Skip Navigation LinksHome > May 2007 - Volume 39 - Issue 5 > Effect of a Dietary Supplement on Hip and Spine BMD: A Rando...
Medicine & Science in Sports & Exercise:
doi: 10.1249/01.mss.0000273874.34214.2e
B-19 Free Communication/Poster - Bone Health: MAY 30, 2007 1:00 PM - 6:00 PM ROOM: Hall E

Effect of a Dietary Supplement on Hip and Spine BMD: A Randomized, Double‐blind, Placebo‐controlled Trial: 1515: Board #5 May 30 2:00 PM ‐ 3:30 PM

Tucker, Larry A. FACSM1; Nokes, Neil1; Adams, Troy2

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Author Information

1Brigham Young University, Provo, UT.

2Rocky Mountain University of Health Professions, Provo, UT.

Email: tucker@byu.edu

Many supplements are aimed at increasing bone health, but few have been systematically evaluated using rigorous investigations.

PURPOSE: Determine the effects of two different doses of a microcrystalline hydroxyapatite-based dietary supplement called the Bone Builder®, on the bone mineral density (BMD) of women at the hip and spine compared to women taking a placebo.

METHODS: A randomized, double-blind, placebo-controlled experiment was conducted using 114 women evaluated at baseline, 6-months, and 9-months. In addition to microcrystalline hydroxyapatite, the supplement included calcium, phosporus, vitamins D and K, and other ingredients. There were two supplement dosage groups. The high-dose group received twice the supplement of the low-dose group. A control group received a placebo. BMD was measured at the hip and spine using dual energy x-ray absorptiometry (DXA), and an electronic scale was employed to measure body weight over time. Subjects were required to keep a written log of their daily supplement or placebo use to track compliance.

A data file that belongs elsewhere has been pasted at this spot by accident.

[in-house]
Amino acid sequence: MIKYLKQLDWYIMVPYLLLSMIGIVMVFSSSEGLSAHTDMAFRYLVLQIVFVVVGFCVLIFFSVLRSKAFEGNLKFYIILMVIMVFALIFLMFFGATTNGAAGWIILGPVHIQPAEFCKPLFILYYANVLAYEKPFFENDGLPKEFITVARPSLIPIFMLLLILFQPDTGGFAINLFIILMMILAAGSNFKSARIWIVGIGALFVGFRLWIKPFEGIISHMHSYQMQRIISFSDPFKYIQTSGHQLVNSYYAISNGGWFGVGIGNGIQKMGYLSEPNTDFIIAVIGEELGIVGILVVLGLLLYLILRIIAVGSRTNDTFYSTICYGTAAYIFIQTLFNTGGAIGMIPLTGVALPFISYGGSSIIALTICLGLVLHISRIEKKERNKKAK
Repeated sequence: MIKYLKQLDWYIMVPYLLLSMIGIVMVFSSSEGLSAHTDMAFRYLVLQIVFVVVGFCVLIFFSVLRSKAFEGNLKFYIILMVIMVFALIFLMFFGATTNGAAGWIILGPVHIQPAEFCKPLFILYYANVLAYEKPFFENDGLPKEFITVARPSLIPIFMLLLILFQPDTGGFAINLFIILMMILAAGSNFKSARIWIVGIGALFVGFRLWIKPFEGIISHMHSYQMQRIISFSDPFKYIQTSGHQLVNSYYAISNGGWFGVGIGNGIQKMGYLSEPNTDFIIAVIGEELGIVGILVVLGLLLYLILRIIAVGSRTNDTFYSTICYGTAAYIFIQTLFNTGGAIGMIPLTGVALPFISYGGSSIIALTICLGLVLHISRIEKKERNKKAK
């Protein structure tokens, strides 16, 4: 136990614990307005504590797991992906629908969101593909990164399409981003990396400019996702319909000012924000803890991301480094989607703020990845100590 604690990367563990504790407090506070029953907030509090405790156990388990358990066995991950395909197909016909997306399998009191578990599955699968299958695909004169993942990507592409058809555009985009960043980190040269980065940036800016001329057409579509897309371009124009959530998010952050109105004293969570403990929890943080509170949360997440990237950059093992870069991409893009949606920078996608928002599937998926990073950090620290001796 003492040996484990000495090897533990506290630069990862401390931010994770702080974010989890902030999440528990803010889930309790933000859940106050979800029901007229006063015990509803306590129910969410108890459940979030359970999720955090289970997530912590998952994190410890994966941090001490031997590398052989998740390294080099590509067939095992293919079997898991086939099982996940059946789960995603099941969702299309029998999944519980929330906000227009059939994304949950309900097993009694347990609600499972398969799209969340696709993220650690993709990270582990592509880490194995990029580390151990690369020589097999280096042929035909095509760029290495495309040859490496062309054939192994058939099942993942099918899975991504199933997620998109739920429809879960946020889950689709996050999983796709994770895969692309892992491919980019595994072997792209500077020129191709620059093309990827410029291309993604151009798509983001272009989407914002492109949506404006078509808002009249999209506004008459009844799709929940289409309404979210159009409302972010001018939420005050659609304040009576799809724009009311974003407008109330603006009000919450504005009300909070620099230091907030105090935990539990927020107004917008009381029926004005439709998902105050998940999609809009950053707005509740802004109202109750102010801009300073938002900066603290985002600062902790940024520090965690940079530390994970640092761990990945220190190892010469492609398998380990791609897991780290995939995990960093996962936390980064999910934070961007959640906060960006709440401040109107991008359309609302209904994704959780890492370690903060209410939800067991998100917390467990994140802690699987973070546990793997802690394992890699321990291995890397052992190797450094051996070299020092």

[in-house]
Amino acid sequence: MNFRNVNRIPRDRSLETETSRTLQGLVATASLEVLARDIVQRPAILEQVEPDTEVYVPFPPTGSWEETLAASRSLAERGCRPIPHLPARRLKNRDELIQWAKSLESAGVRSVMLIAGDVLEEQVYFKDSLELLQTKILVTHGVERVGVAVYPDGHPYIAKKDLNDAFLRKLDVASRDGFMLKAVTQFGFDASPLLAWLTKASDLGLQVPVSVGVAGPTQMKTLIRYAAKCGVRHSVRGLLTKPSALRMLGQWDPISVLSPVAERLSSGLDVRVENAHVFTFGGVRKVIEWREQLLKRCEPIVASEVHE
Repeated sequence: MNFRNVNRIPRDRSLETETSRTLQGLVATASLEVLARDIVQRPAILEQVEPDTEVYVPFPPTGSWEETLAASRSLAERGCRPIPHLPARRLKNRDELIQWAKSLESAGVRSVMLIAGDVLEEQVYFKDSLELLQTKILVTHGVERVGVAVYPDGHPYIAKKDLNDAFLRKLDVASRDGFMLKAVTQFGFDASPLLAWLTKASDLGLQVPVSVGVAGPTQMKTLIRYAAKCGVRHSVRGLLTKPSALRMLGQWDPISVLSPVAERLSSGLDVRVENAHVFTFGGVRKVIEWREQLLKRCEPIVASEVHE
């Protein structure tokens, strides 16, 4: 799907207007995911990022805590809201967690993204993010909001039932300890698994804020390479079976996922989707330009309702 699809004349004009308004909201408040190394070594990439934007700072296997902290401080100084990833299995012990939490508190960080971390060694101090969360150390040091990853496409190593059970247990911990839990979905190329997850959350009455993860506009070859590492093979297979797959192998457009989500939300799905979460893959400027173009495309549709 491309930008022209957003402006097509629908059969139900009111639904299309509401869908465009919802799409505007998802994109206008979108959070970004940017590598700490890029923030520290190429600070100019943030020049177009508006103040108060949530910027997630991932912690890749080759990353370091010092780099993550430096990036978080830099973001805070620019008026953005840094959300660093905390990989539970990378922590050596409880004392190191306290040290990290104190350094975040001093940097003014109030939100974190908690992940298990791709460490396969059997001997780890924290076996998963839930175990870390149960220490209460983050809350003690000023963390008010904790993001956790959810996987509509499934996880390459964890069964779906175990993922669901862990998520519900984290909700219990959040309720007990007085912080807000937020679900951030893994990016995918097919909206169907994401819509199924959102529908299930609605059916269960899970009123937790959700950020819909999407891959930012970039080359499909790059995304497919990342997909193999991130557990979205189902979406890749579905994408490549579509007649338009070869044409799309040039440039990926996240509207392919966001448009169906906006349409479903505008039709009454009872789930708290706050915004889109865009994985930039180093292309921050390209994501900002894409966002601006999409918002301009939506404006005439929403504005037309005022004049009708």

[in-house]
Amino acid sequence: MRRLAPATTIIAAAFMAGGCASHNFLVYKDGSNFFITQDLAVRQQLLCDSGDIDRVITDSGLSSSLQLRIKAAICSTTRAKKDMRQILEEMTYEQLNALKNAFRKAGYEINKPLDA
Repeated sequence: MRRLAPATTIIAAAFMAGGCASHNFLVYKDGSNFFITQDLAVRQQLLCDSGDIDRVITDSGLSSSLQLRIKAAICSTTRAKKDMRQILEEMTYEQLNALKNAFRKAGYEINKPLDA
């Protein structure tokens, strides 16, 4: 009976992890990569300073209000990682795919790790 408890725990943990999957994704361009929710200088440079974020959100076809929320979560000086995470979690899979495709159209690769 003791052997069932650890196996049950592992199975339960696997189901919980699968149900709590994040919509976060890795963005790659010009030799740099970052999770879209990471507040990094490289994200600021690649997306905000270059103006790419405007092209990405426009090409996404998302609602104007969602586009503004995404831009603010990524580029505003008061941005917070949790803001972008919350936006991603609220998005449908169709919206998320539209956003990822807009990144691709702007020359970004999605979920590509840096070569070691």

RESULTS: Compared to subjects taking the placebo, women in the high-dose group lost significantly less BMD at the hip at 6 months (F=4.5, p=0.03) and 9 months (F=3.8, p=0.05). Additionally, women in the high- and low-dose groups lost significantly less BMD in the inter-trochanteric region of the hip compared to placebo users at 6 months (F=7.7, p=0.01) and 9 months (F=7.9, p=0.01). At 9 months, women in the high-dose group also showed significantly greater BMD at the femoral neck than controls (F=4.7, p=0.03). Moreover, differences in BMD at the spine were significant at the trend level in favor of the high-dose group over the placebo group after 9 months of supplement use (F=2.68, p=0.10).

CONCLUSIONS: The Bone Builder® supplement (TriVita, Inc., Scottsdale, AZ) resulted in significantly greater BMD for three of the four measurements taken at the hip, including the total hip, femoral neck, and inter-trochanteric region, than placebo use after 9 months of daily use. Also, of the four BMD assessments at the hip, significant differences were evident in two after 6 months of supplement use. Apparently, the supplement is effective in improving BMD at the hip compared to placebo use in women, which should result in reduced risk of osteoporosis and fewer hip fractures over time.

©2007The American College of Sports Medicine

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